American Crystal discusses prices, farm bill

FARGO, N.D. -- American Crystal Sugar Co.'s super-sized crop is helping the farmers who got the high yields, but it's a tale of two crops -- a poor crop in the north and a whopper in the south.Tom Astrup, a 22-year veteran with American Crystal, ...

Tom Astrup speaks at a the Dec. 1 annual American Crystal meeting.

FARGO, N.D. - American Crystal Sugar Co.’s super-sized crop is helping the farmers who got the high yields, but it’s a tale of two crops - a poor crop in the north and a whopper in the south.

Tom Astrup, a 22-year veteran with American Crystal, made his first appearance as president and CEO, and presented a clinical assessment at the co-op's sophisticated stage-crafted annual meeting Dec. 1 in Fargo, N.D.

A $38 per ton initial estimate for the 2016 crop “does not cut it” for many growers who didn't get a crop, but works much better for farmers in the Crookston, Minn., and Hillsboro, N.D., factory districts that got big crops, he said.

The company is working to process 11.8 million tons, the second largest on record. “We are in a situation where our storage assets will be challenged and our boundaries stretched,” Crystal Chairman Robert Green said. “Hopefully, Mother Nature will bless us with a good old-fashioned cold winter.”

Astrup said the sugar content of the 2016 crop is down as prices for both sugar and beet pulp are down. Sugar is suffering from classic oversupply, while byproducts are suffering with the drop in the price of competing corn feed stocks.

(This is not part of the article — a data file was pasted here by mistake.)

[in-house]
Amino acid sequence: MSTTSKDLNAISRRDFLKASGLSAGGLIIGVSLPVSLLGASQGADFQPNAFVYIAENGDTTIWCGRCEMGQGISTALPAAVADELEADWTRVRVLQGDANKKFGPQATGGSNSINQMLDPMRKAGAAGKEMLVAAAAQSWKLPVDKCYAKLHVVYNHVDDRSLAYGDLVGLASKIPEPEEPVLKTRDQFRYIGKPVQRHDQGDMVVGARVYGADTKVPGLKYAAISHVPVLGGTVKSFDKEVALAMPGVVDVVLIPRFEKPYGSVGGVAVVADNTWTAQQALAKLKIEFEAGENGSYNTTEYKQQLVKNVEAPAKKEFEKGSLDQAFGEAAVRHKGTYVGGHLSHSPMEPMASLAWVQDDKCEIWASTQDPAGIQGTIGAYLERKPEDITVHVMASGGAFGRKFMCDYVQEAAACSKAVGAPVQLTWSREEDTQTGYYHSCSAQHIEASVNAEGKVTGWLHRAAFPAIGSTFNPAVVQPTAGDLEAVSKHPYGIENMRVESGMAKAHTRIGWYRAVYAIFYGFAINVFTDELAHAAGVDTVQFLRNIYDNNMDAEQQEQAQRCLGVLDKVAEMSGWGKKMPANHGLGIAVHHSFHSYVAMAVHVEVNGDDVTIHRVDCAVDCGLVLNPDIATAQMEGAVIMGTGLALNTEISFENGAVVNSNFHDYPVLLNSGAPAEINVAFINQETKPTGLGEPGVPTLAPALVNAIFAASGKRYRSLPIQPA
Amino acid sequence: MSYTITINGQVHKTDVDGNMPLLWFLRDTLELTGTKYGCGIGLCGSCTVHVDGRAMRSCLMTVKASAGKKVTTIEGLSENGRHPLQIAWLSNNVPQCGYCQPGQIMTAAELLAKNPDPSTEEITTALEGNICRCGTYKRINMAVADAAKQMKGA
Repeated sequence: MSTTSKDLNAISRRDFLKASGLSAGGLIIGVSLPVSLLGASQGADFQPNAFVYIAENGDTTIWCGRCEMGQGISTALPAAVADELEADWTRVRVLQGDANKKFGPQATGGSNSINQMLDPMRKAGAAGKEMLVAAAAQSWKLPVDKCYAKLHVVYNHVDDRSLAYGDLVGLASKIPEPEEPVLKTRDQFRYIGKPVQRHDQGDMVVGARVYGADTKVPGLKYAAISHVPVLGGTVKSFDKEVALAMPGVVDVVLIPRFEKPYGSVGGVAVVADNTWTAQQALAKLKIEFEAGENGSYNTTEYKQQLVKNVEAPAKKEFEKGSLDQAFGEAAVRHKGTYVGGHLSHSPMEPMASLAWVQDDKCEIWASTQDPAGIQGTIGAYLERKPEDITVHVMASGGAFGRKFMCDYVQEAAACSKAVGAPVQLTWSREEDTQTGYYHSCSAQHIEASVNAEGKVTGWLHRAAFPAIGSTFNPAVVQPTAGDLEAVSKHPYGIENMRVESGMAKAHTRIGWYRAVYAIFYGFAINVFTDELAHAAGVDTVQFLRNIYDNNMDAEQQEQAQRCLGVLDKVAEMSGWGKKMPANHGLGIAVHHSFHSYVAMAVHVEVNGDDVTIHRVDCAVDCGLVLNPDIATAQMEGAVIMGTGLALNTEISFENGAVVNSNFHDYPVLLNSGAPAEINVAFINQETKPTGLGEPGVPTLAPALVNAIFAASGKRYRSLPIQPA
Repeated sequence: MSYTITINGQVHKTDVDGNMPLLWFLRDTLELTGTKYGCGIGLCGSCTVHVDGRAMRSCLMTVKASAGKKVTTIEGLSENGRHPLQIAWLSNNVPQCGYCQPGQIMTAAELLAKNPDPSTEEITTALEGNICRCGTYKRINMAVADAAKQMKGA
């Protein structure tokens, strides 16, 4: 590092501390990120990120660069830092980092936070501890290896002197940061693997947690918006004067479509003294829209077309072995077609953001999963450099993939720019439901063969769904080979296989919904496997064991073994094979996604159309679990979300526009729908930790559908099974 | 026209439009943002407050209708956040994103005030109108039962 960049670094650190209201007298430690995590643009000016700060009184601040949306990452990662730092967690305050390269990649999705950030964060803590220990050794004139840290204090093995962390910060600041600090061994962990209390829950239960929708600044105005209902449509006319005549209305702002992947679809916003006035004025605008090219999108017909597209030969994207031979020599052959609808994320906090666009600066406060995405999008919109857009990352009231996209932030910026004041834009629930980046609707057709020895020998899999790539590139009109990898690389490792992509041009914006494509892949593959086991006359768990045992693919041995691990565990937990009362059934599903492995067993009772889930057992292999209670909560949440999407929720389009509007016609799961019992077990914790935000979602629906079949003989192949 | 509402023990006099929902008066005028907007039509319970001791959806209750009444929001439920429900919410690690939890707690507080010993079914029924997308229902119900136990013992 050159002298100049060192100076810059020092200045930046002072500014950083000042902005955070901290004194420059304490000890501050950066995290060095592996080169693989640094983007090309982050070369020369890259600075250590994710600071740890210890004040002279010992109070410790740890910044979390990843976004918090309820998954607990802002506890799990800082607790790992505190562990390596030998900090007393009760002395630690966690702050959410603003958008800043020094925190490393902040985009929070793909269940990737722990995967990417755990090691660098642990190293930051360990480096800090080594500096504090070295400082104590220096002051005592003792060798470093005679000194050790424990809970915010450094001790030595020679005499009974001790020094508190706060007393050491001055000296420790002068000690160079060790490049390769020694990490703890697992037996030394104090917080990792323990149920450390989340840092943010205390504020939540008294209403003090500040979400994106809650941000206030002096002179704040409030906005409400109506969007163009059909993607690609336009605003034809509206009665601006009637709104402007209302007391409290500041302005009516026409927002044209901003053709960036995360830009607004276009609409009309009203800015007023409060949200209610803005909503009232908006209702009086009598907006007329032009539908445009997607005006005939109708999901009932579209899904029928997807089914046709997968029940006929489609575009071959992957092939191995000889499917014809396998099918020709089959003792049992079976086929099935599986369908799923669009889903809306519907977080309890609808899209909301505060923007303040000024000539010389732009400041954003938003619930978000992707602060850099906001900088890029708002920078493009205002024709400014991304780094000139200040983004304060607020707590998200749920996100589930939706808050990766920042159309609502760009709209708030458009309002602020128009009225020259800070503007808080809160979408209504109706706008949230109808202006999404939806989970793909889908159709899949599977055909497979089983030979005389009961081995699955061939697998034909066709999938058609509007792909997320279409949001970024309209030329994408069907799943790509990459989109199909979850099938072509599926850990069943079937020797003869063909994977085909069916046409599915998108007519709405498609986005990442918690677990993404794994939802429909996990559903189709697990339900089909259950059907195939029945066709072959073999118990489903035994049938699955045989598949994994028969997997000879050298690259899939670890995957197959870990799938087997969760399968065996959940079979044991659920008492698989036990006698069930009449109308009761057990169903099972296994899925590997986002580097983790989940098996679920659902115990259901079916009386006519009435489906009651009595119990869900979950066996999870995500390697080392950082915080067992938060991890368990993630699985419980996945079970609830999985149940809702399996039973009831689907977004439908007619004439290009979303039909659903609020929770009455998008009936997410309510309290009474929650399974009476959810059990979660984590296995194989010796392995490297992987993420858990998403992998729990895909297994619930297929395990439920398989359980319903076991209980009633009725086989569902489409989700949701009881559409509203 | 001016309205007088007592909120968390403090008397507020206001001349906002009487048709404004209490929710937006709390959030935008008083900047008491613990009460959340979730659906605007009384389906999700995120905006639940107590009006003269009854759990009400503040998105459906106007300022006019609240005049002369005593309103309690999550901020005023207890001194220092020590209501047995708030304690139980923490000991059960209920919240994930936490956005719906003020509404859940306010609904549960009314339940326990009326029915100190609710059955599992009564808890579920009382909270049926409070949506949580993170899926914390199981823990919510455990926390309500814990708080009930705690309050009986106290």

“We are hoping that the U.S. Department of Agriculture and the Department of Commerce can help put this market back on the rails,” Astrup said. One bright spot is that the Chinese market will be open for beet pulp for animal feed in the coming year.

   Consumer trend There has been a steady increase in sugar consumption in the past 10 to 12 years, and only in 2016 did that level out. Per capita sugar consumption declined a little, said Matt Wineinger, president and CEO of United Sugars Inc.

Astrup said consumer preferences are trending toward non-GMO food. “Nevermind that most of them don’t know what a GMO is or why they don’t like it, the consumer always gets what they want,” he said. “I think taking away biotechnology from farmers would be like taking computers away from engineers - scary for all of agriculture, let alone sugar beet producers.”

Brian Baenig, a former chief of staff to Secretary of Agriculture Tom Vilsack, made his first appearance at the meeting as executive vice president of the U.S. Beet Sugar Association.

Baenig said the Donald Trump presidency is so far an unknown for agriculture, and for sugar in particular.

“President Trump’s team will matter a great deal in the farm bill," Baenig said. Bloomberg News recently reported that debt-to-income ratios in farm country is the highest it’s been in three decades, implying a need for farm safety programs in a new farm bill. Some analysts are predicting a 20 percent tumble in farm real estate values by 2018.

Baenig said some farmers were too complacent in the 2014 farm bill, during a time of high commodity prices and record ag exports, and the result was no cotton program and a dairy program that doesn’t work very well.